Some years ago we studied and reported a series of 428 cases of gastrointestinal bleeding in infancy and childhood from the Childrens Hospital of Los Angeles.3 Of special interest in that series was the diagnosis and management of the "primary bleeder"—that is, the patient in whom the gastrointestinal hemorrhage was continuously- the primary and leading complaint, in contradistinction to those patients in whom the bleeding occurred as an incidental feature of some other well-delineated disease or syndrome. These cases of primary gastrointestinal hemorrhage numbered 171 (40% of the series) and were found to be due to a variety of causes, the most important of which were oesophageal varices (17), peptic ulcer (11), polyps of colon (40), Meckel's diverticulum (27), enterocolitis and ulcerative colitis (24), and unknown (25).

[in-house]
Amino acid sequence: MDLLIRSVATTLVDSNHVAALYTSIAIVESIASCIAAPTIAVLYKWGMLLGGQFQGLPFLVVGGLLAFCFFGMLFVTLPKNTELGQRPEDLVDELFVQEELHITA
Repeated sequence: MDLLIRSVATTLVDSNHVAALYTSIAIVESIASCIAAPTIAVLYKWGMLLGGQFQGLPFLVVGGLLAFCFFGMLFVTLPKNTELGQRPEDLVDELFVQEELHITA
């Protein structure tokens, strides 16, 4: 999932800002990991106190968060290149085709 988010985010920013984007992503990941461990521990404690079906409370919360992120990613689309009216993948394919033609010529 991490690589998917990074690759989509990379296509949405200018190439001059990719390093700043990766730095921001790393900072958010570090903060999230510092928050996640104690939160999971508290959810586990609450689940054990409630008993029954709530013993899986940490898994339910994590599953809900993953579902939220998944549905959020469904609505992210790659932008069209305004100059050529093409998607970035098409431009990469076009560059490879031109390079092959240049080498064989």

Since the clinical diagnosis of bleeding Meckel's diverticulum cannot usually be made by roentgenographic or laboratory methods currently available, it has become
BRAYTON D. Gastrointestinal Bleeding of "Unknown Origin": A Study of Cases in Infancy and Childhood. Am J Dis Child. 1964;107(3):288–292. doi:https://doi.org/10.1001/archpedi.1964.02080060290012
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